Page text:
So, your work should now look like the photo.
Note: it is fine to leave a small length of wire between your twisted sections, as you can see.
Repeat step 3 another five times.
You can add each new bead to either end of wire, so you don’t end up with one very short end and one long end. Try to keep things even.
You should end up with a piece like the photo.
If you have any questions, please leave a comment below and I will help you.
That’s it for today! Just put this little piece somewhere safe until you come back tomorrow.
I’m going to start you off nice and simply. So, we will be using the single loop technique to make the calyx (leafy bit!) for your strawberry.
I am assuming that you are happy with the single loop technique, but I have included some extra tips to help you.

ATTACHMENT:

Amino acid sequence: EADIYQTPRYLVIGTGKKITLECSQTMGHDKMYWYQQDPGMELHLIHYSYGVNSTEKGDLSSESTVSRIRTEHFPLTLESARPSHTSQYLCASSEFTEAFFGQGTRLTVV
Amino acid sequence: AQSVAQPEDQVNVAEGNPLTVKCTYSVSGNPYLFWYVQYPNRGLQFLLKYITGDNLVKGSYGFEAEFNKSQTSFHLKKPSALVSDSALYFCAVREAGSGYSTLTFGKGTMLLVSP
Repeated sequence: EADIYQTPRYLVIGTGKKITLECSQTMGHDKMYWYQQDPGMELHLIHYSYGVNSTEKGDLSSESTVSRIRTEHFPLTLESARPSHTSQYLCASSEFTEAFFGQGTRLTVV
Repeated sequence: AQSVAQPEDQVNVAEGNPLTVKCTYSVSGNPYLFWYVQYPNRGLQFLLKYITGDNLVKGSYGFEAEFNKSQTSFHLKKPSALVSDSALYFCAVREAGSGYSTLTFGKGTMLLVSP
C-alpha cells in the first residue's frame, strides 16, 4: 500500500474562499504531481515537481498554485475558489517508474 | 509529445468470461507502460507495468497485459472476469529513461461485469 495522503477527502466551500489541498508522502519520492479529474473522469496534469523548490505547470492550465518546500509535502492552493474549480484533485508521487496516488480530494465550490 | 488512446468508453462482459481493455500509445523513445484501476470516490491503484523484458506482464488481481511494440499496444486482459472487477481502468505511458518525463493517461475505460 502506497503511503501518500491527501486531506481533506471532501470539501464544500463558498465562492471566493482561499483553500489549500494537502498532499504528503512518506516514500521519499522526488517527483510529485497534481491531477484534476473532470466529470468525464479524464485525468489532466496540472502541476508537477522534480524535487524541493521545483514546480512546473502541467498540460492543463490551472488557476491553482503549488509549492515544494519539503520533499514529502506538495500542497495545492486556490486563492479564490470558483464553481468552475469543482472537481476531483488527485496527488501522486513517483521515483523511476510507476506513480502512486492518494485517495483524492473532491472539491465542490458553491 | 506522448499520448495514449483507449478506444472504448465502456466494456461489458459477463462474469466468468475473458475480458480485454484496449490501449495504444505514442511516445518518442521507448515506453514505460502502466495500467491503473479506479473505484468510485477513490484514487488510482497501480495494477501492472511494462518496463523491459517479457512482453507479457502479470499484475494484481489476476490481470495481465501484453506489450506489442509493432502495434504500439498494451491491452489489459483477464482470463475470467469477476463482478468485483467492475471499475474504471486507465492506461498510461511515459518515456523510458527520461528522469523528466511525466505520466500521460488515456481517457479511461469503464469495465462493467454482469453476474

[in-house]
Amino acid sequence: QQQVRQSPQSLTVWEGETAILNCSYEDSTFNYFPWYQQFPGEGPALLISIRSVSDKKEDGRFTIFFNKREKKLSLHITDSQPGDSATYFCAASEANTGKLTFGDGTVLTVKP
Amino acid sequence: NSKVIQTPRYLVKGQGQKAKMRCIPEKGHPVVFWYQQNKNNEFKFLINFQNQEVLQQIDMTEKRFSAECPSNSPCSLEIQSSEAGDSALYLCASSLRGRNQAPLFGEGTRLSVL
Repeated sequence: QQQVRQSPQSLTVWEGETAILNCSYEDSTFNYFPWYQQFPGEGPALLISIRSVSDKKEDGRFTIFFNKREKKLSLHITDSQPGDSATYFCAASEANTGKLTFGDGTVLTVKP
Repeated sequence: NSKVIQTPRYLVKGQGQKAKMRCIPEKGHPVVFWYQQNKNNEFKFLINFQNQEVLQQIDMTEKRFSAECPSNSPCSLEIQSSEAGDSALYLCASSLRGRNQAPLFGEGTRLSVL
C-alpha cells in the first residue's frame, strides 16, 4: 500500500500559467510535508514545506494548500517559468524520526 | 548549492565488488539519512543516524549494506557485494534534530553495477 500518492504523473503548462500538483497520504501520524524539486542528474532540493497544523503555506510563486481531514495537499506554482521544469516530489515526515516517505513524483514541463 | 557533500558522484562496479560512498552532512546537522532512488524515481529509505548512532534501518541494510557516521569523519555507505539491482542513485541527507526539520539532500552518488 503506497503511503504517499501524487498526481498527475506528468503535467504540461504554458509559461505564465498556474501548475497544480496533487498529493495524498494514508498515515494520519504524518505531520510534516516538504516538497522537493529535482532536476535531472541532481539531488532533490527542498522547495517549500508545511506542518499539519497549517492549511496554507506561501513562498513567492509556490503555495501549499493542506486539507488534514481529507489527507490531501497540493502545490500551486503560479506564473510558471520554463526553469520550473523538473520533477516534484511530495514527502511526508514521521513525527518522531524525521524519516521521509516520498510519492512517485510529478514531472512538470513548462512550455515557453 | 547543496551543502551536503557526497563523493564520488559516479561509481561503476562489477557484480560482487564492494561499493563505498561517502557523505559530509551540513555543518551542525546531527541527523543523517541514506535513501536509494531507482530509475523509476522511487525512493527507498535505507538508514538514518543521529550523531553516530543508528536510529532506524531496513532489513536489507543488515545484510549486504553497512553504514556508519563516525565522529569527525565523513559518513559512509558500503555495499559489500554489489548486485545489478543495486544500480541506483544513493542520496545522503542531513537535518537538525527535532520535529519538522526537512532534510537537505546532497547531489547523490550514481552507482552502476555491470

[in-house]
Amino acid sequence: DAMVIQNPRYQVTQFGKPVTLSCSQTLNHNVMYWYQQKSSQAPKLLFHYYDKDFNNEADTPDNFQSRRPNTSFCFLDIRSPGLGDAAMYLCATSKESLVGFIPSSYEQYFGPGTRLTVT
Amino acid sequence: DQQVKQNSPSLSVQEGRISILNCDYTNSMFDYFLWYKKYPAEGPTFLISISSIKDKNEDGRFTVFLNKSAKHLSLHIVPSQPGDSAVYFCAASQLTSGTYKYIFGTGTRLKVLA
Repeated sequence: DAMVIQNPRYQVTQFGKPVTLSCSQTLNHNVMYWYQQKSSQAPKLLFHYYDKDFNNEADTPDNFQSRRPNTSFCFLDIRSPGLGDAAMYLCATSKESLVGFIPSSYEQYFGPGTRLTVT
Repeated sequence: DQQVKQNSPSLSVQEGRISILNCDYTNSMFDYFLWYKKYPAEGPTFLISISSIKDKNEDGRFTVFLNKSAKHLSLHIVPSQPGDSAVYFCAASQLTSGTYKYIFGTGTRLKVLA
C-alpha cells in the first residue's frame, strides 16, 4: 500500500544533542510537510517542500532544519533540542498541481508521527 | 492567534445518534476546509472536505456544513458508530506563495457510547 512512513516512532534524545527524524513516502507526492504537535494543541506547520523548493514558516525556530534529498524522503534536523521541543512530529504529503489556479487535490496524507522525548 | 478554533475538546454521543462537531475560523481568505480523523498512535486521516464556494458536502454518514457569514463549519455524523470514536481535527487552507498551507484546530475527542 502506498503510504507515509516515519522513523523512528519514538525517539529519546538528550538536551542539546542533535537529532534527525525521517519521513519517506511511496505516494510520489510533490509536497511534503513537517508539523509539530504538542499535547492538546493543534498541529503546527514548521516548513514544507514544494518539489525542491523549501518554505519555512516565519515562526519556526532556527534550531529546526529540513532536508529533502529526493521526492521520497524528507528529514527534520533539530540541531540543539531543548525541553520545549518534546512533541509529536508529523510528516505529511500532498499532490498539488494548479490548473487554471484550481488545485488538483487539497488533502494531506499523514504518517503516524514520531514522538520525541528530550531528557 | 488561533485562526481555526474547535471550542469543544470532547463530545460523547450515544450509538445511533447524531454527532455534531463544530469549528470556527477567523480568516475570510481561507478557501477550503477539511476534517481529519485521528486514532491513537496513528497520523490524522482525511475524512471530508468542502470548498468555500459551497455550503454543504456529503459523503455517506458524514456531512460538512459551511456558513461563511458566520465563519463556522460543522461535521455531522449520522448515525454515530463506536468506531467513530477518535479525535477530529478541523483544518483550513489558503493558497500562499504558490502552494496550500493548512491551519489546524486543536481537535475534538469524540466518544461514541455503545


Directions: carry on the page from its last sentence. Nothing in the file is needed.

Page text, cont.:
Working with your wire attached to the spool, you should make a series of ten single loops. Each loop will contain 13 beads.
Form this line into a circle. Then seal the circle by weaving your end of wire over and under the base of each loop (just where the wire twists sit). You should end up with your two wires on either side of the circle.
Do not twist them together yet. Just set this little calyx to one side and relax… You’re done for the day!
Of course, if you want to make several strawberries, then you can make more sets of leaves now.
I think there are two key points to remember when you are making a series of single loops.
Firstly, you want the loops to be evenly spaced. They should sit fairly close together. But not on top of one another.
The way to achieve this is to take time when you make each new loop. Leave about 3mm (1/8”) between the bottom of the twisted wire on your previous loop and the point where you place your beads on the next loop. Use your finger and thumb to help mark this point. Take a look at the photo.
Secondly, you don’t want your twists to extend too far below the base of your loop.